Just FYI, White House National Economic Council director Gene Sperling said today on his Reddit chat that the president really prefers the Chained CPI and that it’s not just an inducement to get the Republicans on board with the Grand Bargain.
This may sound obvious, since it’s been clear from before the inauguration that the administration wants to “reform” the so-called entitlements. But Sperling made it clear today that they believe in this on the merits:
The cost of living question relates to how the government measures inflation. Today, we use a measure of inflation called the “CPI” or consumer price index. An alternative would be to switch to what is known as the superlative or “chained” CPI. The superlative CPI makes two technical corrections to the standard CPI: it accounts for consumers’ ability to substitute between goods in response to changes in relative prices and accounts for biases arising from small samples. Most experts agree that the Superlative CPI provides a more accurate measure of the average change in the cost of living than the standard CPI.
The President would prefer to have this adjustment in the context of a larger Social Security reform, but he has said to Speaker Boehner that if it is part of a larger agreement that would include tax reform that would raise revenue by cutting loopholes and expenditures from the most well off, that he would be willing to agree to it because in divided government, if we’re going to make progress, we have to be willing to compromise. One important note: any agreement to make this change to the CPI must include a dedication of a portion of the savings to protections for low-income Americans, certain veterans, and older Social Security beneficiaries. Our current offer which reduces the deficit by $230 billion over the next 10 years includes those protections.
I guess that’s one of the “opportunities” the president said today that he believes the Republicans are missing out on by refusing his Grand Bargain.
You know, I have never understood the logic that says changing to this new cost of living formula more accurately reflects the real cost of living, but don’t worry we will fix the part where it hurts the poor, veterans and really old people. The “real” cost of living should be the real cost of living, no? If it isn’t a cut, why would these people be hurt?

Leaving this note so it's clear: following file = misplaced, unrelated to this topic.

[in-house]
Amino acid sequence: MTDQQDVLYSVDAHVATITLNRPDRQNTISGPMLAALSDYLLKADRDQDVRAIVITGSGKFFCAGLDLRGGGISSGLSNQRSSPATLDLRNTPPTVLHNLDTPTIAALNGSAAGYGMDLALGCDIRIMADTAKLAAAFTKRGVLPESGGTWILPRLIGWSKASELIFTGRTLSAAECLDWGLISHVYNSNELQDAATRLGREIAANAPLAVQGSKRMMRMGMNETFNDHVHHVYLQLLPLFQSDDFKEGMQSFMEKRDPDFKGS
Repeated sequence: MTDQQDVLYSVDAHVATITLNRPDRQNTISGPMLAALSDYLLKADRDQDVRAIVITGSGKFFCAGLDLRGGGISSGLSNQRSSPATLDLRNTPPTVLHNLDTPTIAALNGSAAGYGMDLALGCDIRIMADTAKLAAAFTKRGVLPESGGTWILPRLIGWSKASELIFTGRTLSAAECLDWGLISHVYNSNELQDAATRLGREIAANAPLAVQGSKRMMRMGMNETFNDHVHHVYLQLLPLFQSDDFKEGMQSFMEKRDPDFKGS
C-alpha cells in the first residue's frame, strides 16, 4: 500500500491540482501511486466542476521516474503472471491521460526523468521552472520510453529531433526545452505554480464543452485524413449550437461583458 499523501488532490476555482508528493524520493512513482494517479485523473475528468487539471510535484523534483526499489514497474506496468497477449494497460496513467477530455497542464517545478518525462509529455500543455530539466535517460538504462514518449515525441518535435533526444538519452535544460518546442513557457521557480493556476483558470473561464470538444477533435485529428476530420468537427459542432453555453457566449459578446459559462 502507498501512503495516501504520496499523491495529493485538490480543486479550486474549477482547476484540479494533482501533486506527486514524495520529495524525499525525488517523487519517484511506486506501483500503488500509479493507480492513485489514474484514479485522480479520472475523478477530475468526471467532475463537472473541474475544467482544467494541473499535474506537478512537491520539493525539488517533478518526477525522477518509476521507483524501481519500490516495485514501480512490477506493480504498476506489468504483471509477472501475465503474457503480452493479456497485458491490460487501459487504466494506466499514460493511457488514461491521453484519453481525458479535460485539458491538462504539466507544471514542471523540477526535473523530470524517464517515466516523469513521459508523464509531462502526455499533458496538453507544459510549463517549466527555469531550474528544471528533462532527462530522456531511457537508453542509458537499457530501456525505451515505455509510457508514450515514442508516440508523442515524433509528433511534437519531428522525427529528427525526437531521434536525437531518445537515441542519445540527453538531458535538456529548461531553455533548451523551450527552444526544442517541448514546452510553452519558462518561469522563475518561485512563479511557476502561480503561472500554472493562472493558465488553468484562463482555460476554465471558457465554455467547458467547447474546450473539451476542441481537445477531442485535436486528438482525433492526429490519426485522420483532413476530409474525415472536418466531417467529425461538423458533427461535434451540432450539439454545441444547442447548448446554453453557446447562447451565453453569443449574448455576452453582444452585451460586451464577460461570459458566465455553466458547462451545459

The fact is that Social Security is already inadequate for millions and millions of people, and not just the poorest of the poor and veterans. And the losses of the past decade have taken their toll on many more millions who are about to go into the system. For reasons that I cannot completely understand, they want to make it worse. There’s just no other way to think about this.
Update: By the way, it was Congressman Alan Grayson who asked the question, “Why it is good policy to reduce the cost of living calculation for Social Security and veterans benefits?” He didn’t exactly answer why, but he sure agreed that they think it’s good policy.
Rep. Alan Grayson, D-Fla., joins John Fugelsang on “Viewpoint” to weigh in on news that President Obama told Senate Democrats he was open to considering cuts to such federal programs as Social Security and Medicare. “I take no pleasure in saying this because the president is my president — I voted for him twice and he’s the leader of my party — but on this regard the president is wrong,” Grayson says.
Grayson also shares his thoughts on the Congressional budget battle. “This terrible preoccupation with austerity, with deficits, with debt is mistaken,” Grayson says. “The government has never been able to borrow at such low rates for my entire lifetime, in fact, going back 100 years, the government’s never been able to borrow at 2 percent before — that’s what the rates are these days — and that just shows you that there is no fiscal crisis. … We’ve simply given in to the Republican mindset of crises.”